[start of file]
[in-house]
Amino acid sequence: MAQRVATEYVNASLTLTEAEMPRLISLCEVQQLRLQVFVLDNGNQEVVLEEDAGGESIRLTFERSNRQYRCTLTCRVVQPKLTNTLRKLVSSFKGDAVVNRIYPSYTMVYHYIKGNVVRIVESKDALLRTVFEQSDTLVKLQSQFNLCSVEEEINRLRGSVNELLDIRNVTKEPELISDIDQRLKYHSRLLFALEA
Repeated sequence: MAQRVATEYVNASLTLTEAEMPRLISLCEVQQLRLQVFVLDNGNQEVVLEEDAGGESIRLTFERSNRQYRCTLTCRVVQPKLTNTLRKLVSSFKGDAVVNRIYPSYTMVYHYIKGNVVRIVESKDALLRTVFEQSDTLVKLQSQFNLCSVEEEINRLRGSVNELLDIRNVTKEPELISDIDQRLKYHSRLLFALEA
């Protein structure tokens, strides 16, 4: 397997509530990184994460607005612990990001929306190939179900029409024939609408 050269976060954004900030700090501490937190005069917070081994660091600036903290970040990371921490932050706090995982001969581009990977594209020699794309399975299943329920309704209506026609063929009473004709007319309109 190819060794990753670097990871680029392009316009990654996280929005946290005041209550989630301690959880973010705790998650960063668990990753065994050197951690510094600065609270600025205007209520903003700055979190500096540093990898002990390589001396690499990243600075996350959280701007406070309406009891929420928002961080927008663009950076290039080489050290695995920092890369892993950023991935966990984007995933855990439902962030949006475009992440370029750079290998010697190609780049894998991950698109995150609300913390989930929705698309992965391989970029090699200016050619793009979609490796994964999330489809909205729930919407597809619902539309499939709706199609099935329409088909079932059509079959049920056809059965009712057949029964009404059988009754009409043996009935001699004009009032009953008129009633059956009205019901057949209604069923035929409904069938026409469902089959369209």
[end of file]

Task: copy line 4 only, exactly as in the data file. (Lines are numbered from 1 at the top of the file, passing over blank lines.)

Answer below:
């Protein structure tokens, strides 16, 4: 397997509530990184994460607005612990990001929306190939179900029409024939609408 050269976060954004900030700090501490937190005069917070081994660091600036903290970040990371921490932050706090995982001969581009990977594209020699794309399975299943329920309704209506026609063929009473004709007319309109 190819060794990753670097990871680029392009316009990654996280929005946290005041209550989630301690959880973010705790998650960063668990990753065994050197951690510094600065609270600025205007209520903003700055979190500096540093990898002990390589001396690499990243600075996350959280701007406070309406009891929420928002961080927008663009950076290039080489050290695995920092890369892993950023991935966990984007995933855990439902962030949006475009992440370029750079290998010697190609780049894998991950698109995150609300913390989930929705698309992965391989970029090699200016050619793009979609490796994964999330489809909205729930919407597809619902539309499939709706199609099935329409088909079932059509079959049920056809059965009712057949029964009404059988009754009409043996009935001699004009009032009953008129009633059956009205019901057949209604069923035929409904069938026409469902089959369209």